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A turquoise swimming pool lit with candles, lush gardens and a view of an old clock tower set the scene for Valentino and W magazine’s party Thursday night at the Hotel Cipriani to mark the 69th edition of the Venice Film Festival and the launch of a new eyewear collection designed by Maria Grazia Chiuri and Pierpaolo Piccioli.

While eyewear was the reason, the city itself was the focus for Florence Welch, who was making her first-ever visit to Venice.

This story first appeared in the August 31, 2012 issue of WWD.  Subscribe Today.

“I’m bowled over by its beauty,” she said with a smile. “It’s like coming to heaven.”

Kasia Smutniak talked more about her golden yellow Valentino dress. “I feel comfortable,” she said. “The designers make dresses that are elegant but that you can just as easily wear with flat shoes — I like the attitude.

“And I like the pockets,” she said, gesturing toward her own.

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For Chiuri and Piccioli, the film festival was the ideal place to launch the new eyewear since they often look for inspiration to Italian cinema from the Sixties — the heyday of voluptuous beauties such as Silvana Mangano and Monica Vitti. “We love cinema, and we love interesting women, be they divas from the past or modern women such as Kasia,” said Chiuri.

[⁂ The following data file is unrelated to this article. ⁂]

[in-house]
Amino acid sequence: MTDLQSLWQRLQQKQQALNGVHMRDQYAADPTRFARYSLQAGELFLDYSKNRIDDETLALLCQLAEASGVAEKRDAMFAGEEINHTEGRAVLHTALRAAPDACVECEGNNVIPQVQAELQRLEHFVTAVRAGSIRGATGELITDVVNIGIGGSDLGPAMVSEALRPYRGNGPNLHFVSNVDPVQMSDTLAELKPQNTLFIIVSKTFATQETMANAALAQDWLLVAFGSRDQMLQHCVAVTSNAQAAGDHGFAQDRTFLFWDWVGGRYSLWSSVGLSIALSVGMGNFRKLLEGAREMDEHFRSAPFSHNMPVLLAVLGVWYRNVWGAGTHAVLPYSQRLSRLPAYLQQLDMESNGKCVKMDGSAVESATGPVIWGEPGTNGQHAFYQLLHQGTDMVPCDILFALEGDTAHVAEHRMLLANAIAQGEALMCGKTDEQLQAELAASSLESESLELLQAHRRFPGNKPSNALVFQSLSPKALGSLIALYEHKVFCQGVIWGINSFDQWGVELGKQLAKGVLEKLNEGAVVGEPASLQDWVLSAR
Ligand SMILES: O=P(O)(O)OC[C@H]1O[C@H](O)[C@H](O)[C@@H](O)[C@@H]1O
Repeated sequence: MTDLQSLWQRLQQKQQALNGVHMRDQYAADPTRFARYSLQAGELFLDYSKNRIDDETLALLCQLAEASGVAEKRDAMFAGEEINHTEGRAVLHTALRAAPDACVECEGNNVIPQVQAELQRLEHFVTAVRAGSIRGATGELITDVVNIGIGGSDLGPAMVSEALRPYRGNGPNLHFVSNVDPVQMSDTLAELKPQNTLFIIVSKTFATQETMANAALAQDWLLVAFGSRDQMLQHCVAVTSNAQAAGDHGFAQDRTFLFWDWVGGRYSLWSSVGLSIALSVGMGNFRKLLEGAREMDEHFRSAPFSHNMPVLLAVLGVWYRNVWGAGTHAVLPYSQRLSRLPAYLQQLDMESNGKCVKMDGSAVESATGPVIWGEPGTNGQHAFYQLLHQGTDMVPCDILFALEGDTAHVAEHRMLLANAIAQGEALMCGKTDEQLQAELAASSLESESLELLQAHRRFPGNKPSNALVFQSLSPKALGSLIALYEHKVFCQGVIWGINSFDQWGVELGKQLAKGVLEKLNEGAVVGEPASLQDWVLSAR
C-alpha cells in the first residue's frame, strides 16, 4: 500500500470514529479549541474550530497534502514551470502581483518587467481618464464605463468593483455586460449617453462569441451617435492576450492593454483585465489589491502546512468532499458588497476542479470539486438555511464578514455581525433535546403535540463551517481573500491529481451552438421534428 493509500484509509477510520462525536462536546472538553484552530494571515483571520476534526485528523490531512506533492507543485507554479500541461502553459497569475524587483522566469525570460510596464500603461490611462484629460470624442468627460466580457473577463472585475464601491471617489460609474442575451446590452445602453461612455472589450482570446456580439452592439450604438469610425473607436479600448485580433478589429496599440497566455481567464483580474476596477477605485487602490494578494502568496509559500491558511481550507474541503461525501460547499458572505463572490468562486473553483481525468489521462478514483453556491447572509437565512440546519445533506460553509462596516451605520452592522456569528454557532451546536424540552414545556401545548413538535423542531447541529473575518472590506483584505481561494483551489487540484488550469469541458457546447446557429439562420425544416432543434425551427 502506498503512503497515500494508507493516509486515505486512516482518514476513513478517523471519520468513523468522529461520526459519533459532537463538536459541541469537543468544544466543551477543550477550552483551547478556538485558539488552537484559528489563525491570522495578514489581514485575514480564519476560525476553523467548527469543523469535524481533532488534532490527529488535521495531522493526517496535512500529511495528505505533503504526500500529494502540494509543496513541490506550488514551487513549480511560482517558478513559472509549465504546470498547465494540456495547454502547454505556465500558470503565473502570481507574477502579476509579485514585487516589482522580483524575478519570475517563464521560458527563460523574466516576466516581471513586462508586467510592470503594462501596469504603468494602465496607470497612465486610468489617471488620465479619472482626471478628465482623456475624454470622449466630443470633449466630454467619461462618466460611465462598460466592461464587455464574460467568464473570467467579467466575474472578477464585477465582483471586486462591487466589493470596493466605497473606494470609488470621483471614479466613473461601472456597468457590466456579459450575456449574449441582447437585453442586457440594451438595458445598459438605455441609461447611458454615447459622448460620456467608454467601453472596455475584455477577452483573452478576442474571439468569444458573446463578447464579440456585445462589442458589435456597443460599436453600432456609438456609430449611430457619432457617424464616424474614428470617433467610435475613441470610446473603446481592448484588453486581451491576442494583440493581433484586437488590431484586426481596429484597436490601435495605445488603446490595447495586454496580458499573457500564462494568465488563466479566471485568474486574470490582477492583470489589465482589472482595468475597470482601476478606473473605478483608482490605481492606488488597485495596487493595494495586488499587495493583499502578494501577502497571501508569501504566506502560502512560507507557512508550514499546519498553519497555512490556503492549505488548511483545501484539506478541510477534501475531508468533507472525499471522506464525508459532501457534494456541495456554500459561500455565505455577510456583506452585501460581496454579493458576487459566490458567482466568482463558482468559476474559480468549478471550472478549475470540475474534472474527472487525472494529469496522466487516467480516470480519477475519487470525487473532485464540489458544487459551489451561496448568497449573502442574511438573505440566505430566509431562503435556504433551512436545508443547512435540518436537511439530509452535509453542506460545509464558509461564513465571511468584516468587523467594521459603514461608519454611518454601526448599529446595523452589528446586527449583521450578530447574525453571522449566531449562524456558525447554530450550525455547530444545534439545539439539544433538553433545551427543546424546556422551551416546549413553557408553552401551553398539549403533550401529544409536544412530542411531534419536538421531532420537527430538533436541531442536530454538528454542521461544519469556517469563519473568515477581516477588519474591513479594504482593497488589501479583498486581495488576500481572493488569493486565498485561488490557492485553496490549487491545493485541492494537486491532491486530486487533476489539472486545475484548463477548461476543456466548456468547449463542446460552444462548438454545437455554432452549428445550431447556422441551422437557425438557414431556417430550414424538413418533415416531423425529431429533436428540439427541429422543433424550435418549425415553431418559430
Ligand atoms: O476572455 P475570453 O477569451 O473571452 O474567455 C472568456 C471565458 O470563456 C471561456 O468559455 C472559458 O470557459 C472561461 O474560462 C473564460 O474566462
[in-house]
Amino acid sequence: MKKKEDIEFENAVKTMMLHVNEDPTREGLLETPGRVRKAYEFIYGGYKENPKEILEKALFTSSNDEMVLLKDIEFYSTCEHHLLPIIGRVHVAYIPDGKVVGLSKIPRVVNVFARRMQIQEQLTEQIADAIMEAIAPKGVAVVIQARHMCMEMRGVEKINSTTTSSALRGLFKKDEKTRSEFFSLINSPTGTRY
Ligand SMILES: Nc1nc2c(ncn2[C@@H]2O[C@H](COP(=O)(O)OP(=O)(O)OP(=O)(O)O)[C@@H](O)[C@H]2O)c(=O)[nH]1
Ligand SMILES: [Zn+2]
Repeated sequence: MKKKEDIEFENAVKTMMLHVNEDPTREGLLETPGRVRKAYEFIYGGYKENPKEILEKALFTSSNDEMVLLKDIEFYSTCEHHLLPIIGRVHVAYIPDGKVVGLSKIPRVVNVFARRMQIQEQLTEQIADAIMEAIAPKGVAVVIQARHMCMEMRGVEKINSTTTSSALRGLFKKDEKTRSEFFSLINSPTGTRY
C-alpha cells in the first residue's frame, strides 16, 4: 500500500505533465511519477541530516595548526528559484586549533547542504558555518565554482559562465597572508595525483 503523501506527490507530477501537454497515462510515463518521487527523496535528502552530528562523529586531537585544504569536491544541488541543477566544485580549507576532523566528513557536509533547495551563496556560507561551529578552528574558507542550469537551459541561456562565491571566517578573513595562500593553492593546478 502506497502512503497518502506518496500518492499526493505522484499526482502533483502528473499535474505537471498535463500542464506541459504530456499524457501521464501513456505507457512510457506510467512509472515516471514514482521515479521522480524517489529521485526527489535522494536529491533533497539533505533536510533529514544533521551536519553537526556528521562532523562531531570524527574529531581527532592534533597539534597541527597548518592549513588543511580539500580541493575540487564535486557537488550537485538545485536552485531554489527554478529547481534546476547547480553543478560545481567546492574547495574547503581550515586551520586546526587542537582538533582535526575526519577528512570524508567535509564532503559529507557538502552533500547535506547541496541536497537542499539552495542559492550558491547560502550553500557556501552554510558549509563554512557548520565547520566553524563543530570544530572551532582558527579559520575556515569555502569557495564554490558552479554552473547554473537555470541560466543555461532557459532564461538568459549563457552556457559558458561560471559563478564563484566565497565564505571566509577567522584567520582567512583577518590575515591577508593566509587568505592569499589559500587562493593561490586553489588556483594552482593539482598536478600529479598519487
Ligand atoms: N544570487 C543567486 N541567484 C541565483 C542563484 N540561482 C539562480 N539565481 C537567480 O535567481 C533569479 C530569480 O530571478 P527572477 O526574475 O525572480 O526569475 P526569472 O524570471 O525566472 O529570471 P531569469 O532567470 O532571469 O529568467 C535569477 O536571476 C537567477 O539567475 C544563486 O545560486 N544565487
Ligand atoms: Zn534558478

The Venice limited-edition eyewear line, manufactured by Marchon, features rounded, tinted lenses inside apple green, fuchsia or powder frames adorned with Swarovski Elements, signaling a departure from the studs that have become a fixture on Valentino accessories the past few seasons.

Architect David Chipperfield, director of the 13th annual Architecture Exhibition at the Venice Biennale museum and a frequent Valentino collaborator, said he appreciated the challenge of developing a fashion brand’s new identity through store design. “It was a very difficult project in some ways, but I have enjoyed working with [Chiuri and Piccioli] and finding what Valentino should look like now,” he said. “We’ve become good friends with a commitment to a good discussion.”

Earlier in the day, Miu Miu presented its “Women’s Tales,” a collection of four short films by four international female directors as part of the festival. “It’s fantastic. I’m so lucky to be in the presence of three other women directors here,” gushed Zoe Cassevetes, who directed the fashion-focused “The Powder Room.” “We’re having so much fun together.”

Massy Tadjedin, whose film “It’s Getting Late” was shown for the first time, described it as focused on “the anticipation” women experience when getting ready to go out. “It’s my first time at the Venice festival, and it’s so inspirational,” she said.

Lucrecia Martel’s dark, surreal “Muta” and Giada Colagrande’s “The Woman Dress” rounded out Miu Miu’s selection of films. Colagrande — whose husband, Willem Dafoe, was spotted in the audience — attended the showing with her protagonist, actress Maya Sansa. Miuccia Prada posed gamely with the four directors and actress before entering the theater.

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